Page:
With the flux density appropriately set, the core material for
the chosen core size can be determined using the vendor’s
specifications and recommendations. Note that there are core
materials that can tolerate higher flux densities; however, they
are usually more expensive and not always practical for these
designs.
The rest of the transformer design should be done with the
aid of the manufacturer. There are calculated trade-offs between the different loss mechanisms and safety constraints
that determine how well a transformer performs. This is an
iterative process and can ultimately result in the choice of a
new core or switching frequency range. The previous steps
should reduce the number of iterations significantly but a good
transformer manufacturer is invaluable for completion of the
process.
Definitions
Using the calculated turns ratio and the desired minimum
switching frequency, the minimum necessary primary inductance is calculated:
Switching Frequency Range
Given a primary inductance that meets the above constraint,
the variable switching frequency has the following limits:
η – Expected converter efficiency
POUT-MAX – Maximum Output Power
VIN-MIN – Minimum RMS AC Line Voltage
VIN-PK-MIN – Minimum Peak Input Voltage
IIN-PK-MAX – Maximum Peak Input Current
IP-PK-MAX – Maximum Peak Primary Current
[email protected] – Duty Cycle at Maximum Peak Input Current
LP-MIN – Minimum Necessary Primary Inductance
LP – Chosen Primary Inductance
fSW-MIN-DES– Desired Minimum Switching Frequency
fSW-MIN – Minimum Switching Frequency
fSW-MAX – Maximum Switching Frequency
NP – Number of Primary Turns
NS – Number of Secondary Turns
AE-MAX – Core Cross-Sectional Area
BMAX – Maximum Operating Flux Density
AL – Transformer Core Figure of Merit
Transformer Geometries and Materials
The length of the gap necessary for energy storage in the
flyback transformer can be determined numerically; however,
this can lead to non-standard designs. Instead, an appropriate AL core value (160nH/turns2 is a good standard value to
start with) can be chosen that will imply the gap size. AL is an
industry standard used to define how much inductance, per
turns squared, that a given core can provide. With the initial
chosen AL value, the number of turns on the primary and secondary are calculated:
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30163133
FIGURE 3. Bias Circuitry
BIAS SUPPLIES & CAPACITANCES
Bias Supplies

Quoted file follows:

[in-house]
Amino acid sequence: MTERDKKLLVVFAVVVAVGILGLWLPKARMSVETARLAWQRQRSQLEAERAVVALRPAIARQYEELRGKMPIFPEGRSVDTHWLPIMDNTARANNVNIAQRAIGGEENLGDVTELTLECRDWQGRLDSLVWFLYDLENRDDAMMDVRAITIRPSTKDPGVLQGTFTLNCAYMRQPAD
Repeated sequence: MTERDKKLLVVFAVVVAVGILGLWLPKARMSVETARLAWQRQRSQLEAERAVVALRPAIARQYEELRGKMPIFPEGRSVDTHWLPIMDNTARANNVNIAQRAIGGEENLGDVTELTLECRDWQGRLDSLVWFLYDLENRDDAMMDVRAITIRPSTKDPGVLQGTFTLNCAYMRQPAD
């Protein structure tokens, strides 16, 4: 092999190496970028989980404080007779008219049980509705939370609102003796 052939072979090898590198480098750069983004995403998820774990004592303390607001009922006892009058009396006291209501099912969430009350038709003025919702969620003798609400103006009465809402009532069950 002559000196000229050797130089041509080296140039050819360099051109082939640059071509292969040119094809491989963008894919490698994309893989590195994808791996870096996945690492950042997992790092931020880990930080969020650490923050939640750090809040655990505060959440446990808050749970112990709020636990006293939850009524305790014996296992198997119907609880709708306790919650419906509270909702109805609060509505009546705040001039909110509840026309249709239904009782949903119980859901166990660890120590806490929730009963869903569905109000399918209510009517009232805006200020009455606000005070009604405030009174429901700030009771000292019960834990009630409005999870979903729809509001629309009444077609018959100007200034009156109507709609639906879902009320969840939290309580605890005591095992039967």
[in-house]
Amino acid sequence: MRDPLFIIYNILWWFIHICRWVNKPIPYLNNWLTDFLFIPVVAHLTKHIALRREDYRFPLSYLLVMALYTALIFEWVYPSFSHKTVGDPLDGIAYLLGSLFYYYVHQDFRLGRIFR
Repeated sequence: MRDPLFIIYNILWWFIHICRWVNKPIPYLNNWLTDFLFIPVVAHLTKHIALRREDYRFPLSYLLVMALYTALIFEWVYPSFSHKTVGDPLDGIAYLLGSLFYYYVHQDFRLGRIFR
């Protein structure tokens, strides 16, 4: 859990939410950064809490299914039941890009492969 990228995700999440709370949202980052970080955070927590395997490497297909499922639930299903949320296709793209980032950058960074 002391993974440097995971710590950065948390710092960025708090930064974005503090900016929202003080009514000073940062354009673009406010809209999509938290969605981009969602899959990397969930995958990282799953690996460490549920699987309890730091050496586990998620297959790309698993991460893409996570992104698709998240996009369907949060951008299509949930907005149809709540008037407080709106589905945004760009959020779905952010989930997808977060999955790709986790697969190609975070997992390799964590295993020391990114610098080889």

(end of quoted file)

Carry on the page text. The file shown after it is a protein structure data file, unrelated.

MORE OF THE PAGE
The primary bias supply shown in Figure 3 enables instant
turn-on through Q1 while providing an auxiliary winding for
high efficiency steady state operation. The two bias paths are
each connected to VCC through a diode (D8, D9) to ensure
the higher of the two is providing VCC current. The LM3450A
BIAS pin helps to ensure that the auxiliary winding is always
providing VCC during normal operation.
Since there is optical isolation, a secondary bias supply is also
desirable. This is accomplished with another auxiliary winding, diode (D4), and capacitance (C4, C5) which creates
another flyback output that scales with the regulated output
(similar to the auxiliary primary bias winding). To ensure secondary bias regulation is closely coupled to the regulated
flyback output, the output winding is tapped to provide the
secondary bias output.
It is also advantageous to linear regulate down to approximately 9V, from the 12V bias supplies, for every opto-isolator
supply rail (VPOP1, VOP1, VOP2) . This will stabilize the optoisolator rail over the entire operating range, preventing noise
coupling into COMP and the dimming input of the LM3409.
The primary and secondary bias outputs for both versions of
the board are set to 12.5V at the nominal input voltage. The
turns calculations (referred to the output) for the primary auxiliary winding and the tap point for the secondary winding are:
Input Capacitance
The input capacitor of the flyback (C1), also called the PFC
capacitor, has to be able to provide energy during the worstcase switching period at the peak of the AC input. C1 should
be a high frequency, high stability capacitor (usually a metallized film capacitor, either polypropylene or polyester) with an
AC rating equal to the maximum input voltage. C1 should also
have a DC voltage rating exceeding the maximum peak input
voltage + half of the peak to peak input voltage ripple specification. The minimum required input capacitance is calculated given the same ripple specification:
Output Capacitance
Since the LM3450A is a power factor controller, C1 is minimized and the output capacitor (C11) serves as the main
energy storage device. C11 should be a high quality electrolytic capacitor that can tolerate the large current pulses
associated with CRM operation. The voltage rating should be
at least 25% greater than the regulated output voltage and,
given the desired voltage ripple, the minimum output capacitance is calculated:
Definitions
ΔvIN-PK – Peak Input Voltage Switching Ripple
ΔvOUT – Nominal Output Voltage Ripple
ΔvCC – Nominal Primary Bias Ripple
VCC – Primary Bias Capacitance
nAUX – Output to Auxiliary Turns Ratio
NA – Number of Auxiliary Turns
f2L – Twice Line Frequency
The minimum primary bias supply capacitance is calculated,
given a minimum VCC ripple specification, to keep VCC above
UVLO at the worst-case current:
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AN-2150